On March 31 at the Vatican, Pope Francis gave an interview to a group of young people from Flanders, Belgium, who were accompanied by Bishop Luc Van Looy, bishop of Ghent. Among the topics discussed were happiness, the pope’s love of the poor, and how to witness to those who do not believe in God. The group included a group of four who had attended World Youth Day in Rio, as well as a young woman who is an atheist.
Catholic News Agency recently released a transcript of the interview. Below are a few of the young peoples’ questions and the Holy Father’s answers:
You have shown your great love of the poor and the wounded in many ways. Why is this so important for you?
Because this is the heart of the Gospel. I am a believer. I believe in God. I believe in Jesus Christ and his Gospel. And, the core of the Gospel is the proclamation to the poor. When you read the Beatitudes, for example, or you read Matthew 25, you see there how Jesus is clear in this. The core of the Gospel is this. And Jesus says of himself, “I came to announce to the poor, freedom, health, the grace of God…” To the poor. Those who need salvation, that need to be welcomed in society. Then, if you read the Gospel, you see that Jesus had a certain preference for the marginalized. The lepers, the widows, orphaned children, the blind… marginalized people. And also the great sinners… and this is my consolation! Yes, because He is not even scared of sin! When he came across a person like Zaccheus, who was a thief, or like Matthew, who was a traitor to his heritage (patria) for money, He was not afraid! He looked at the them and he chose them. Also this is a poverty: the poverty of sin. For me, the heart of the Gospel is of the poor. I heard two months ago that someone said, for this reason (he is) speaking of the poor, because of this preference: “This Pope is a communist.” No! This is a banner of the Gospel, not of Communism: of the Gospel! But poverty without ideology, poverty… And for this reason I believe that the poor are at the center of the proclamation of Jesus. It’s enough just to read it. The problem is that then this attitude toward the poor sometimes, in history, has been ideologized. No, it is not like that: ideology is another thing. It is like this in the Gospel: it is simple, very simple. Also in the Old Testament, you see this. And it’s for this reason that I always place it at the center.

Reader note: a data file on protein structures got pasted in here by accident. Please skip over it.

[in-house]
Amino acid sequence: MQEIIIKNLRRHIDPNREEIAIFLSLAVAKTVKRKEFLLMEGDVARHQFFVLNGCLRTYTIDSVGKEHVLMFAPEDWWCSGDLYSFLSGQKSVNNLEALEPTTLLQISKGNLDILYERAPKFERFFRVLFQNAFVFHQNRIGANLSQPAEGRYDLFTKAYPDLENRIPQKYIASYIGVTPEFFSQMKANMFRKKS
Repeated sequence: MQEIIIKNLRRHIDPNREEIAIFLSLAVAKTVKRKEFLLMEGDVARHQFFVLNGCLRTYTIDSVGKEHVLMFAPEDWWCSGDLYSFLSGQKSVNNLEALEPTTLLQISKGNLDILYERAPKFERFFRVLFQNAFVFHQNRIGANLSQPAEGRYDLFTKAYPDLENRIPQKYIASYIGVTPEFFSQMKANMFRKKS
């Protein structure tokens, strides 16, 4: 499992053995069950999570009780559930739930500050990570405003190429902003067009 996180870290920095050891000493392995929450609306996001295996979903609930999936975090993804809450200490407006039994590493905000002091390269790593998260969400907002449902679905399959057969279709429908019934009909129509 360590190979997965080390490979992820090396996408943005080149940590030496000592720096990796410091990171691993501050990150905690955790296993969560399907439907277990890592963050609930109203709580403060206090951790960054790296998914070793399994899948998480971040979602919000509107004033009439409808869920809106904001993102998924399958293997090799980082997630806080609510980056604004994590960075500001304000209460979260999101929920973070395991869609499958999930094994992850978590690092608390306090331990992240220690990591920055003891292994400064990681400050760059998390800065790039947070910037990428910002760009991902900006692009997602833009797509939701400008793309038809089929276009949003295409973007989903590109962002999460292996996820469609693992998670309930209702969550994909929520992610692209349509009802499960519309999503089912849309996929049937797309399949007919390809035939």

I see God in others. Where do you see God?
I seek – seek! – to find him in all of life’s circumstances. I seek… I find him in the reading of the Bible, I find him in the celebration of the Sacraments, in prayer and also in my work I seek to find him, in the people, in different people… Most of all, I find him in the sick. The sick do me good, because I ask myself, when I am with a sick person, why this one yes and me no? And with those in prison I find him. Why is this person incarcerated and not me? And I speak with God, “You always make injustices, why to this person and not to me?” And, I find God in this, but always in dialogue. It does me good to look for him during the entire day. I am unable to do it, but I try to do this, to be in dialogue. I am not able to do it precisely like that. The saints did this well, I still don’t … but I am on the path.
Our last question, do you have a question for us?
The question I want to ask you is not original. I take it from the Gospel. But I think that after hearing it, maybe it will be the right one for you in the this moment. Where is your treasure? This is the question. Where does your heart rest? On what treasure does your heart rest? Because there where your treasure is will be your life. The heart is attached to the treasure, to a treasure that all of us have: power, money, pride, so many… or goodness, beauty, the will to do good… There can be so many treasures. Where is your treasure? This is the question I would like to ask you, but you will have to give the response yourselves, alone! At your home…
For the full interview, visit Catholic News Agency.